Perversely, the burden of collateral requirements won’t be felt most harshly by the big boys (Berkshire has plenty of cash), but by small users who represent no systemic risk whatsoever.  The result will be that derivatives are more expensive, and used less often to mitigate risk.

    There are refined tools that Congress and regulators can use to promote stability in derivatives markets.  The problem with the Senate derivatives bill is that Congress doesn’t understand markets, so it tries to regulate everything.  It is not Warren Buffet who will be hurt most, retroactivity or not, but marginal businesses that will no longer have affordable ways to mitigate financial risks.

    Posted in Economics [slideshow_deploy]

    10 Responses to The Berkshire Bailout: Congress Misunderstands Markets

    1. Mike, TX says:

      We're putting too fine a point on this distinction, Dave. Banks and brokers are merely passing through the margin requirements to their customers so that the banks and brokers do not have to fund the obligations of their clients themselves. In the over-the-counter market, the absence of a clearinghouse/market-maker makes it impossible to create a parallel regulatory framework. At the end of the day, these are common-sense rules to prevent big institutions from making too many contingent payment promises (which may be relatively small bets in of themselves) from coagulating into a serious problem of "systemic size".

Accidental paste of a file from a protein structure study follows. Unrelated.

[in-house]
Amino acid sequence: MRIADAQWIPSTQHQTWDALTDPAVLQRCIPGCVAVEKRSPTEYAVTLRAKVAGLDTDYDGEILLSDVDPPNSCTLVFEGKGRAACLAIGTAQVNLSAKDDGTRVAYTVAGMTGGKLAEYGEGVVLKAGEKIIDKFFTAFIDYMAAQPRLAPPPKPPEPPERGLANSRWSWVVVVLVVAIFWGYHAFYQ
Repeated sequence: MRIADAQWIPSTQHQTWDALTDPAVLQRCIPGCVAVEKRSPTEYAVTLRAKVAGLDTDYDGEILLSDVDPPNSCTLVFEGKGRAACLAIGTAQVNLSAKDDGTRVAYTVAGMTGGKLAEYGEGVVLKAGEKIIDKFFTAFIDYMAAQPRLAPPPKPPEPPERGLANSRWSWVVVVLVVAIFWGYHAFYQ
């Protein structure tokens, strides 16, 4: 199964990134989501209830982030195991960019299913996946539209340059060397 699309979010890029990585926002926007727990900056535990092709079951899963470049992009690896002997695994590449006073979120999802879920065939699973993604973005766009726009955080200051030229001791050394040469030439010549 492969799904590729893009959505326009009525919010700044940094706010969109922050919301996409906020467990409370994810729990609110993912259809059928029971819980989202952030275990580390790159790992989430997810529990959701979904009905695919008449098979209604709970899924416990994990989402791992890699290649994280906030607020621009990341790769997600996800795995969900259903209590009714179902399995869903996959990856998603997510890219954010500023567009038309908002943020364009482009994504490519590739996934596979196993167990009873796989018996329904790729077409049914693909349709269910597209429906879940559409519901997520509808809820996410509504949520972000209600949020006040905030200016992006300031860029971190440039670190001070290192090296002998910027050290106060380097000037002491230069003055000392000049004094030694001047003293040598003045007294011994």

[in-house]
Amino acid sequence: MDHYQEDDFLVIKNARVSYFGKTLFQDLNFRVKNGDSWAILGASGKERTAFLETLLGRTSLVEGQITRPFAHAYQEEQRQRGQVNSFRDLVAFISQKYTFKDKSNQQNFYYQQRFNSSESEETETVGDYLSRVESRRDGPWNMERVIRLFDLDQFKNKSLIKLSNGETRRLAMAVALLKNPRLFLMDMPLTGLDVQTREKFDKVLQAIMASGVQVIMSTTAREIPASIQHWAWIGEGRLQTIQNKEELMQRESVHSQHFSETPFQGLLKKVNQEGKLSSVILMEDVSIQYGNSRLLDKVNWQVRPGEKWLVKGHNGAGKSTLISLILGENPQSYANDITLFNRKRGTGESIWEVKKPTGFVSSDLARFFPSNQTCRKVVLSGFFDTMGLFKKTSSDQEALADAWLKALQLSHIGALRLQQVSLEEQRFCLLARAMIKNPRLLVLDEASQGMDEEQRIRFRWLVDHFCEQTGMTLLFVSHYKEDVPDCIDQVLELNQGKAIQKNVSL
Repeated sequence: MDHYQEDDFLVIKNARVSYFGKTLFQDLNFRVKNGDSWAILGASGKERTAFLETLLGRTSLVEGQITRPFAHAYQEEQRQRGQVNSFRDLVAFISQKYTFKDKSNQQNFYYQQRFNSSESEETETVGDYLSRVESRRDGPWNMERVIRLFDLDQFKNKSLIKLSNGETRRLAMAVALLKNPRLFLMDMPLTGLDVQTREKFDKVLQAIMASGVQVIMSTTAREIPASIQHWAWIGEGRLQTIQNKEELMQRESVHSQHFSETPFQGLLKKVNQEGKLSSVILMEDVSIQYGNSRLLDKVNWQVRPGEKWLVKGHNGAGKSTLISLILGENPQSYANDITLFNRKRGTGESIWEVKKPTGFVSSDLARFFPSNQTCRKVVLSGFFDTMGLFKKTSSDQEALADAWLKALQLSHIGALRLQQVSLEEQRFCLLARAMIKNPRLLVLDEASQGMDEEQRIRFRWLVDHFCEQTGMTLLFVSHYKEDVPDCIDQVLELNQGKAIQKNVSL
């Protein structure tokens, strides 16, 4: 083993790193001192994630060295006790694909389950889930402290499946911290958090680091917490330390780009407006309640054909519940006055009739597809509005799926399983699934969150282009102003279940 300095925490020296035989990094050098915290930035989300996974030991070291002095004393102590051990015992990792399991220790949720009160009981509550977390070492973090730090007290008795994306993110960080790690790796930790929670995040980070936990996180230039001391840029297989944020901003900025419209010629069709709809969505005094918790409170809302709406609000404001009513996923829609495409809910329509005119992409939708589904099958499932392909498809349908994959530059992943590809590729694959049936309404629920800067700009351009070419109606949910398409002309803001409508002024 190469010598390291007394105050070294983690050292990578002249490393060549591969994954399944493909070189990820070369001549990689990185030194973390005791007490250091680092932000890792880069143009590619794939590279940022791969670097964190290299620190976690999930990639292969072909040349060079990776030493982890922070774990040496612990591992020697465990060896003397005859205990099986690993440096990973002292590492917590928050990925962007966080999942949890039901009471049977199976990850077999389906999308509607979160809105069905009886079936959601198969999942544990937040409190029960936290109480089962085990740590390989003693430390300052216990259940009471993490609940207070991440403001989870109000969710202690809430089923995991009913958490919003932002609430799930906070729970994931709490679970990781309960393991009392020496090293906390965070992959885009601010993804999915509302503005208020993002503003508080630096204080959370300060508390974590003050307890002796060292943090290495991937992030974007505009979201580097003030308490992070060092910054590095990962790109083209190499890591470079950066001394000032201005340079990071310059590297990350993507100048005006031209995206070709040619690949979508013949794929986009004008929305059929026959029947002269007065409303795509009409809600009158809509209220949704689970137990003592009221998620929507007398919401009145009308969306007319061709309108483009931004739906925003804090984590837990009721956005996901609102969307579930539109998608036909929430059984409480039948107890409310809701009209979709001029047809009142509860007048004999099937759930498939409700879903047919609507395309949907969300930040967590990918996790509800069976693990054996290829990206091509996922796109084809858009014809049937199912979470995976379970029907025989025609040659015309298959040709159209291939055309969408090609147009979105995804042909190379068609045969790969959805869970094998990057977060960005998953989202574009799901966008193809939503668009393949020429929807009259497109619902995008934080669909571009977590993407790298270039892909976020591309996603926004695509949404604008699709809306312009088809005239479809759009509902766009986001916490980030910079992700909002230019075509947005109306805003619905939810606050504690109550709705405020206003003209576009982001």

At issue here is that Berkshire may have entered into too many of these transactions and is not currently sensibly collateralized. We may have stumbled onto someone who is not wearing any shorts now that the tide is out, to borrow a phrase.

    2. stirling, Pennsylvan says:

      "Warren Buffet, is seeking an exemption from Obama-endorsed derivatives rules for his insurance-and-everything conglomerate, Berkshire Hathaway." I'm sure the "Big Guys" would oppose this administration in spades if they were actually going to be hurt by the legleslation. Unfortunately government will kiss up to them to passify them enough to alow it to pass. Comon people get a backbone and see what the bill is a power grab by government to take over the financial system (which will hurt rather then help in the long run.)

    3. Ron St. Petersburg says:

      So this is what Warren Buffet means by going around claiming "people like him" should have higher taxes. "People like him" yes, just not him. What a fake he is!